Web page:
Berlin, June 1, 2022
The Russian Orthodox Church is being negatively affected by the fratricidal war in Ukraine, which should be immediately stopped, believes His Eminence Metropolitan Mark of Berlin of the Russian Orthodox Church Outside of Russia.
In a recent interview with the German outlet haz.de, Met. Mark tells about his upbringing in Germany, about how he discovered Orthodoxy through Russian literature, and about Church life in his diocese and Germany as a whole.
Vladyka Mark is the senior ROCOR hierarch and is now serving as the Locum Tenens since the recent repose of His Eminence Metropolitan Hilarion of New York.
The conversation also turned to how the fratricidal war in Ukraine has affected his diocese and the broader Russian Church, and the Metropolitan’s views on the fighting.
“I can’t subscribe to this point of view,” that the war is about Russia defending itself, His Eminence says, but without condemnation: “I know that during the communist period the official Russian Church repeatedly justified communism and the crimes of the communist state. At the time, I said I didn’t want to contribute to this, but I don’t know the reasons. I must also say this clearly today in view of this war.”
On February 22, just two days before the war began, Met. Mark and the other ROCOR hierarchs in Europe issued a statement calling for increased prayers and repentance in order to “save the world from fratricide.” And in a Memorial Saturday sermon in March, His Eminence made a plea to preserve Church unity and avoid the temptation of “divid[ing] along national traits.”
Therefore, Met. Mark and his diocese have been very active in helping refugees and those suffering within Ukraine. As soon as refugees began to appear in Germany, the Church contacted state and local officials to offer its language skills and understanding of the Ukrainian people. The diocese also supports convoys sending food and clothing to Ukraine, in particular to a monastery in eastern Ukraine that is housing more than 1,500 refugees.
Presumably His Eminence is referring to either the Holy Dormition-Svyatogorsk Lavra or the Monastery of St. Basil and the Convent of St. Nicholas in the village of Nikolskoye, Donetsk.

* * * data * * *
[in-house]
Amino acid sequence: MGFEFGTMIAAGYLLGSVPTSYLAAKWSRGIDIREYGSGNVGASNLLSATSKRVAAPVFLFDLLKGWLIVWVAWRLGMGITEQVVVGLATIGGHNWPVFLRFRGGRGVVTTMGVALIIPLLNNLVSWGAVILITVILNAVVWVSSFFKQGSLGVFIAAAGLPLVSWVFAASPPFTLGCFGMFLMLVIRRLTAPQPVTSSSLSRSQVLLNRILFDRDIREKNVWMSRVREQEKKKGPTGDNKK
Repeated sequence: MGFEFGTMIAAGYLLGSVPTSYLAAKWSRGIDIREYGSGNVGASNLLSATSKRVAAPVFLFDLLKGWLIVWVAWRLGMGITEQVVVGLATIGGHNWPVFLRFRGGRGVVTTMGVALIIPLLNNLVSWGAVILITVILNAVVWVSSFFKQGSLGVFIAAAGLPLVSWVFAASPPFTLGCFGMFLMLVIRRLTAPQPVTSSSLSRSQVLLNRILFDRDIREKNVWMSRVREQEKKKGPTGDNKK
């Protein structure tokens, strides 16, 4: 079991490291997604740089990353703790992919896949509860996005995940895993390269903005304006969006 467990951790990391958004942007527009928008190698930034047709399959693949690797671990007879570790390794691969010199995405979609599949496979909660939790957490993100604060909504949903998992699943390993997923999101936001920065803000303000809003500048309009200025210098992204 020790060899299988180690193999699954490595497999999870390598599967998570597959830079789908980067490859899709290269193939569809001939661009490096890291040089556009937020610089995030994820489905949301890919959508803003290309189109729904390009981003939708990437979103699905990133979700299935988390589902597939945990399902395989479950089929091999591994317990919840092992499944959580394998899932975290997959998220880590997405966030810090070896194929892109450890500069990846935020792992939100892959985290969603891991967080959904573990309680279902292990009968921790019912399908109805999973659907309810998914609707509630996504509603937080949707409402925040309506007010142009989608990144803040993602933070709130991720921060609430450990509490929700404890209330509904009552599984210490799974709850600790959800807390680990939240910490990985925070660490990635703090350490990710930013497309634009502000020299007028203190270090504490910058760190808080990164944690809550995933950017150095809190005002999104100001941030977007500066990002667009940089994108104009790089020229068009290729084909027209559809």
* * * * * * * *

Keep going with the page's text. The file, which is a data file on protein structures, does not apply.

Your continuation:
Besides humanitarian aid, the Church most especially copes with the fratricidal through prayer, the Metropolitan affirms: “We cannot and do not want to participate in any form of war. But we provide support through our prayers. Members of our Church are fighting on both sides. That’s challenging. In some communities, the situation is causing conflict.”
Asked his view on the war, the senior ROCOR hierarch answers plainly: “I consider this war a crime.”
He continues: “Some say that it’s actually been going on for eight years and that, for example, the Ukrainian government made a mistake in banning the use of Russian in schools. That’s probably true. But this can never be a justification for a war. No way.”
While acknowledging that there are groups in Ukraine that are “close to the spirit of the former Nazi collaborator Stepan Bandera,” Met. Mark doesn’t believe its tenable to argue that they rule in Kiev.
However, at the same time, Vladyka doesn’t rush to directly condemn Russia for every tragedy that occurs during the course of the fighting: “In a war, the population and cities are affected by acts of war on both sides. I don’t allow myself any judgement… In many cases, you really don’t know who destroyed it, because there’s shooting from both sides: one attacking, the other defending.”
He has also received reports from clerics that the Ukrainian army has taken up positions in residential areas. “Isn’t it to be expected that the Russians will shoot at them, hitting innocent people in the process?” the hierarch asks.
“I also don’t understand why our monastery with all its refugees has come under fire, by whoever.”
Next, the interviewer asks: “Should the Russians pull out of Ukraine?” to which Met. Mark responds: “Is that a question? Yes, definitely! And completely.”
In his March sermon, he spoke very harshly about the reality of war:
During these terrifying days when streams of blood merge with the flow of deceit and wickedness, we Christians cannot allow ourselves to submit to the spirit of war. The spirit of war is demanding. It requires us to divide into parties. It forces us to hate.
We Christians must understand: the wrath with which war burns is the wrath of hell. The enemy of God drinks in not so much human blood as human bitterness and division. The devil wants nothing more than to separate man from his neighbor, from the Church and from Christ.
Thus, Vladyka believes there needs to be compromise in Ukraine. On the one hand, there should be more leeway for the Russian-speaking population in eastern Ukraine, while “Ukraine’s EU membership seems sensible to me, even if this arouses great resentment on the Russian side again,” he says in the recent interview
Met. Mark is certain that the war will change the Church, “and unfortunately not for the better.”
“I find it difficult to believe that the Ukrainian part of our Church wants to stay with the Russian. And Ukrainians are the most faithful members of the Russian Orthodox Church,” the Metropolitan comments.
His Eminence’s interview was given before the Council of the Ukrainian Orthodox Church that was held on Friday, at which the UOC Statutes were amended to remove all mention of any connection to the Russian Orthodox Church.